Eighteen months. That’s how long it took to make all the new Canadian Football League uniforms from initial designs to final stitch.
Each CFL team rolled out fresh threads on May 12 after a long and tedious process. adidas worked closely and collaboratively with every franchise to produce the final product. The transition from Reebok to adidas timed up for the league and the direction each individual brand was trending in.
Reebok had been the official on-field supplier for the CFL over the last 10 years, but recently shifted towards a focus in striving to be the No. 1 fitness brand. Meanwhile adidas is working to be the No. 1 sports brand in the world. And with the two being owned by the same company, it made for an easy transition for the CFL to make the move to adidas.
“Under Reebok we put the CFL collection together from scratch. So we weren’t leveraging all the great technologies that can be used with adidas – it’s an authentic football brand,” Chris Pittman, adidas product line manager, says.
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“As far as timing goes it worked out well for the CFL with the direction they’re taking,” adds Jeff McDonell, director of sports marketing at adidas. “It was a better alignment with the brands within the group.”
That decision for the CFL to switch from Reebok to adidas was made about two years ago. And soon after, adidas and CFL teams started the process of making new uniforms. In an era of instant gratification, some were shocked to learn it would take 18 months.
“It always has taken that long,” McDonell says. “People just don’t comprehend how much work goes into it.”
Generally, to begin, the adidas design team gets some direction from the teams: where do they want and not want to go? For example, the Bombers said right away they wanted to go back to royal blue. From there adidas comes up with three separate uniform concepts for each team and sends them off for feedback.
There were teams who picked elements from option one, two and three and wanted them combined. Others instantly liked a given mock-up while presenting tweaks. While some asked for three completely different choices than what adidas initially sent.
An example of a ‘board’, used as part of the design process
After that first round of feedback comes in, adidas does a second set of boards that’s usually narrowed down to one main uniform with different options for numbers, fonts and logo placement. Once the next set of observations are gathered from each team, prototype jerseys are made.
“Teams come back and say we like this part, don’t like that part, change this out,” Pittman says. “Teams work really hard to create their brand and identities, so every little element is really important to them.”
Based on the comments from teams after seeing a real, physical jersey, second prototypes are done up. There are always last minute tweaks and changes, but from there it’s getting down to the final design.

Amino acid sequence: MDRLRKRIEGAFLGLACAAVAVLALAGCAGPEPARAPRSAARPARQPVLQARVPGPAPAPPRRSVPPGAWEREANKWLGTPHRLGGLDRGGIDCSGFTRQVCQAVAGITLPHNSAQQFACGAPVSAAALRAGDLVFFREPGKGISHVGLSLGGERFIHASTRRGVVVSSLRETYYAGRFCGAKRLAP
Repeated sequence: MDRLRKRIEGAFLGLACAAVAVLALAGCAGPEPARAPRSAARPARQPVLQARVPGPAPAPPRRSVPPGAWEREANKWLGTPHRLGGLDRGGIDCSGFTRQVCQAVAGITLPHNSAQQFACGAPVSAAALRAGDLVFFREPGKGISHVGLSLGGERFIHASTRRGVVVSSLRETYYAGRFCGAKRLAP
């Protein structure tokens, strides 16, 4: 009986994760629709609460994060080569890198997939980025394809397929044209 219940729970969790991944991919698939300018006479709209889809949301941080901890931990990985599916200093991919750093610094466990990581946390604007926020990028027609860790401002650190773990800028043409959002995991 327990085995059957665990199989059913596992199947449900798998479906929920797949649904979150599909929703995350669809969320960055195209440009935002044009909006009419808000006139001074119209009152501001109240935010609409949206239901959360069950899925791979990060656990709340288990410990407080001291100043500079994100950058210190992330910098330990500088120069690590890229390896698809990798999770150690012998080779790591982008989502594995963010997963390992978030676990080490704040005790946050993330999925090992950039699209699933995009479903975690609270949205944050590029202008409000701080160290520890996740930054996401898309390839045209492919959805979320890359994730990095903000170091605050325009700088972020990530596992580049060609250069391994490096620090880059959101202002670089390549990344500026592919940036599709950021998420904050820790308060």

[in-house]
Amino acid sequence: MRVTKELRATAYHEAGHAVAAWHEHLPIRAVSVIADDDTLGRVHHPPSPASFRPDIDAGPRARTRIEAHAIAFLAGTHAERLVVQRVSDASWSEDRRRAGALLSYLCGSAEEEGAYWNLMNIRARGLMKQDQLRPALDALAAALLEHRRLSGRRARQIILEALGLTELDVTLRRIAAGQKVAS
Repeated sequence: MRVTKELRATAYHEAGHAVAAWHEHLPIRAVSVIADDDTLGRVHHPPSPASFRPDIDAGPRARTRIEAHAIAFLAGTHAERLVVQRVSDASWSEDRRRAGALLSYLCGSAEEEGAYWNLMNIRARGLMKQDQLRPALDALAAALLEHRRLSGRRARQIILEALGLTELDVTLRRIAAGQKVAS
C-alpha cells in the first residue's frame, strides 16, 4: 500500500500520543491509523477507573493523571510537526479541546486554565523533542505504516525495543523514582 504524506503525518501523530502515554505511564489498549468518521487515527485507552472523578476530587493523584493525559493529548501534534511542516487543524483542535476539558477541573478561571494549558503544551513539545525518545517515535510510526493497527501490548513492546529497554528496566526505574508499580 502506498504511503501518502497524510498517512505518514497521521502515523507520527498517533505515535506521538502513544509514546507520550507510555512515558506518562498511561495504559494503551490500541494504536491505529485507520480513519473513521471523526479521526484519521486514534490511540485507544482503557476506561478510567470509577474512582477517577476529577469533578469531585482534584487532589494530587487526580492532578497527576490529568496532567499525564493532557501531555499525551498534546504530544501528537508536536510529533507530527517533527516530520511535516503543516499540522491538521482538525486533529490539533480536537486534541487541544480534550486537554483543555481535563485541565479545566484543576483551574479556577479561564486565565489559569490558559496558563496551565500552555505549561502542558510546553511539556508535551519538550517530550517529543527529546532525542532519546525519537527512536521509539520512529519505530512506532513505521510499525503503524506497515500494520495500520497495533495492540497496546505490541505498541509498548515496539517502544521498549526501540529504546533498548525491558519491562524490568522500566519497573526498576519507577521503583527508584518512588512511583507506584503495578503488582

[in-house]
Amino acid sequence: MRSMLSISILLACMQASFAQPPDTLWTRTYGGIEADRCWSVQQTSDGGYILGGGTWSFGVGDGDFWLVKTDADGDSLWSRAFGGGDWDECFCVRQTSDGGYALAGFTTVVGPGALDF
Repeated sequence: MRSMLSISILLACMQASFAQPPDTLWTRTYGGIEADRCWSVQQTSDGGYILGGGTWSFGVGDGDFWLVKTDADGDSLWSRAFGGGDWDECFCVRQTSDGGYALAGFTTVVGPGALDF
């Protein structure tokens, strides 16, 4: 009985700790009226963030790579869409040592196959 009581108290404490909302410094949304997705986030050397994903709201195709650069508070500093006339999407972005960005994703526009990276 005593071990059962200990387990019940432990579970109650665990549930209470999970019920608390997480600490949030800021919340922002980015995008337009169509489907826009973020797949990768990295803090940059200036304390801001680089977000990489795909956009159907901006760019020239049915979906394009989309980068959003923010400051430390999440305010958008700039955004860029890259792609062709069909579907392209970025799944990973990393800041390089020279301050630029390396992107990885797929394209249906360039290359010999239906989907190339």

Designing uniforms over 18 months can see trends change. adidas has to do a lot of forward thinking along with trend analysis to figure out what was going to be popular by the time the product actually got released. The goal is to stay ahead of that curve.
“When you say 18 months it seems insane,” Pittman says. “People think you should be able to design one, make it and that should be it, but there are many stages and it really does take quite a bit of time to get them made.
“We’re here to use our expertise, design inspiration — what adidas is about — and present that to the teams.”
One team actually created its own uniform model and it got used. Every single element – big, small or tiny – gets green-lighted by each team. There isn’t one part of the uniform that makes the cut that the team hasn’t given the thumbs up on.
If signature and road uniforms are included, Pittman says 25 uniforms were being put together simultaneously. Helmet designs were suggested, but since adidas doesn’t make them that was left up to the teams and Riddell.
“To make that many jerseys over an 18-month stretch with no leaks is an accomplishment unto itself. That’s why we kept them in boxes taped up,” Pittman says with a laugh.
Each jersey passed two important tests: officials and television commentators. All the names and numbers were legible and able to be seen. That was an important focus for adidas.
But what happens to the prototypes that didn’t make the grade? A common practice for that kind of merchandise is sending it overseas and donating to charities, but with social media nothing can be hidden in that way anymore.
“We’ll keep the prototypes here for a pretty long period of time. We should get a vault,” Pittman jokes. “They’re in our back rooms here locked away.”
Fans might be curious about which potential uniforms were scrapped, but even though we’ll never know what those designs looked like, you can be certain Pittman and the adidas team listened to the teams’ most passionate followers.
“The retro royal blue for the Winnipeg Blue Bombers is definitely the best example of where we heard the fans loud and clear – adidas, the league and the Bombers,” Pittman says. “They don’t want a gold away jersey, they don’t want navy blue. They want royal blue, gold and a white away jersey.”
When Pittman attends a CFL game he spends a lot of his time taking notice of what people are wearing and listening to what fans are saying about the uniforms.
“That’s how you’re better going forward in building new collections,” Pittman says.
Everyone involved with producing the new threads believes they came out with a clean set of uniforms – modern and streamlined – for the new-look CFL.